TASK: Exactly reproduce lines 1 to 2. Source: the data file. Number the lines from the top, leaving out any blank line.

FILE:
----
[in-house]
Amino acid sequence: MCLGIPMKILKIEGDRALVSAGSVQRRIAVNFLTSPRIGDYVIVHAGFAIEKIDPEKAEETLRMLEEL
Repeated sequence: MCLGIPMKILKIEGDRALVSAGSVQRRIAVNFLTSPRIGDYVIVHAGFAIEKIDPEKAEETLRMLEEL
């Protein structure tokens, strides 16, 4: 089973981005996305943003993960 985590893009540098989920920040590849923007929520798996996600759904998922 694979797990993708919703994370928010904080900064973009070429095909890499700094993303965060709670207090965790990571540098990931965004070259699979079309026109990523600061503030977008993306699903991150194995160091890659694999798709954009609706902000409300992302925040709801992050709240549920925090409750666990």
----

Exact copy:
[in-house]
Amino acid sequence: MCLGIPMKILKIEGDRALVSAGSVQRRIAVNFLTSPRIGDYVIVHAGFAIEKIDPEKAEETLRMLEEL